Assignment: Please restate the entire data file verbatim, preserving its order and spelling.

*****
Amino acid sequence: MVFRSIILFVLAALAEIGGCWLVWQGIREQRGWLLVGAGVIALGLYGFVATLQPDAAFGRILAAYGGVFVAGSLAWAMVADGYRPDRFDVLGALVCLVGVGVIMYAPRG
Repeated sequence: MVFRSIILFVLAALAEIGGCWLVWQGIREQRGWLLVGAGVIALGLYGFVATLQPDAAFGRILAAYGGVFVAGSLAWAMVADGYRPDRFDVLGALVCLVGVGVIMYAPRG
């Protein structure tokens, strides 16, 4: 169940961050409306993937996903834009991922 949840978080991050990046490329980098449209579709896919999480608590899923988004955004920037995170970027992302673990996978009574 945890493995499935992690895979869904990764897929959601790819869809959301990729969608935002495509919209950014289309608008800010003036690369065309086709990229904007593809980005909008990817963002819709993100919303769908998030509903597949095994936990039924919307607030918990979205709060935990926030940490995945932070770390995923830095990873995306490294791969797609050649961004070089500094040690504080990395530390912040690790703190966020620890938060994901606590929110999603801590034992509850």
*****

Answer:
Amino acid sequence: MVFRSIILFVLAALAEIGGCWLVWQGIREQRGWLLVGAGVIALGLYGFVATLQPDAAFGRILAAYGGVFVAGSLAWAMVADGYRPDRFDVLGALVCLVGVGVIMYAPRG
Repeated sequence: MVFRSIILFVLAALAEIGGCWLVWQGIREQRGWLLVGAGVIALGLYGFVATLQPDAAFGRILAAYGGVFVAGSLAWAMVADGYRPDRFDVLGALVCLVGVGVIMYAPRG
């Protein structure tokens, strides 16, 4: 169940961050409306993937996903834009991922 949840978080991050990046490329980098449209579709896919999480608590899923988004955004920037995170970027992302673990996978009574 945890493995499935992690895979869904990764897929959601790819869809959301990729969608935002495509919209950014289309608008800010003036690369065309086709990229904007593809980005909008990817963002819709993100919303769908998030509903597949095994936990039924919307607030918990979205709060935990926030940490995945932070770390995923830095990873995306490294791969797609050649961004070089500094040690504080990395530390912040690790703190966020620890938060994901606590929110999603801590034992509850």